One of the mysteries of the English language finally explained.
In or into a dangerous or uncompromising position, where one is not joined or supported by anyone else; vulnerable.‘she's prepared to go out on a limb and do something different’
in a precarious position, in a weak position, in a risky situation, vulnerableView synonyms
- ‘I like hearing the candidates from both parties go out on a limb and proclaim their support for America, apple pie and motherhood.’
- ‘In this instance, I'm going to go out on a limb and say that while Meryl makes some good points, she is grasping at straws.’
- ‘We've all been tempted to push the envelope, go out on a limb, do something maybe not quite right just to put ourselves over the top.’
- ‘I'll go out on a limb and guess there was nearly no such coverage in the US press, despite ample reason for self-criticism on our part.’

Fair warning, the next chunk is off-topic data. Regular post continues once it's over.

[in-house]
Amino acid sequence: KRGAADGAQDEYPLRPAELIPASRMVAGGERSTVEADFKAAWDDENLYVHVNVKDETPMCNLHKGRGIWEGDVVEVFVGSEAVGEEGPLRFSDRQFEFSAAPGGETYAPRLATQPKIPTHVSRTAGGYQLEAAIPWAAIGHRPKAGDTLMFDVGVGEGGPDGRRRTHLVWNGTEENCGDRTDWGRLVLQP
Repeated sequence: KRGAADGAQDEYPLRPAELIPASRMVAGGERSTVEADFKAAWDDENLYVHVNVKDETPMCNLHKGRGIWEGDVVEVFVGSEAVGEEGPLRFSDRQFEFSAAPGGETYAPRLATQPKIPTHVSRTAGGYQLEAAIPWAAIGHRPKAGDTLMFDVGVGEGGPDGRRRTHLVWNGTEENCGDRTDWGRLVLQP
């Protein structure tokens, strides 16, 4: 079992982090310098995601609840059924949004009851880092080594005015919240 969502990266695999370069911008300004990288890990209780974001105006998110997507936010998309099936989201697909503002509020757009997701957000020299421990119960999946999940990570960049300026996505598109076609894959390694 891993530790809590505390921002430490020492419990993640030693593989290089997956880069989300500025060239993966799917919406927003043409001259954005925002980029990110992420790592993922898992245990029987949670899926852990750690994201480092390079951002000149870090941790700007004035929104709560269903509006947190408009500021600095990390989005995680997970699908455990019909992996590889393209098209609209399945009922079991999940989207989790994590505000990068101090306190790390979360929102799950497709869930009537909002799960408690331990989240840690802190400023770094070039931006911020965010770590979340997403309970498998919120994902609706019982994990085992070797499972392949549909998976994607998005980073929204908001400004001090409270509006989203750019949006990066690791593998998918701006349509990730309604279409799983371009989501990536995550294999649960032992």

- ‘But if a manager ever decides to go out on a limb in pursuit of an unsecured position, then you probably won't hear about it until something goes wrong.’
- ‘I'm going to go out on a limb and say I don't think the perpetrators were embittered citizens or teenage vandals.’
- ‘As the movie came to an end, I was wondering if Payne was going to go out on a limb here and leave his central character in a worse position than at the start of the movie.’
- ‘And he has a gentleman who is willing to go out on a limb for him.’
- ‘And while my dreams are never easy to analyze, I'm going to go out on a limb here and analyze what that dog represented.’
- ‘But it's so lame it's funny, and the music is pretty cool, I will go out on a limb here and say this is a good power pop song.’
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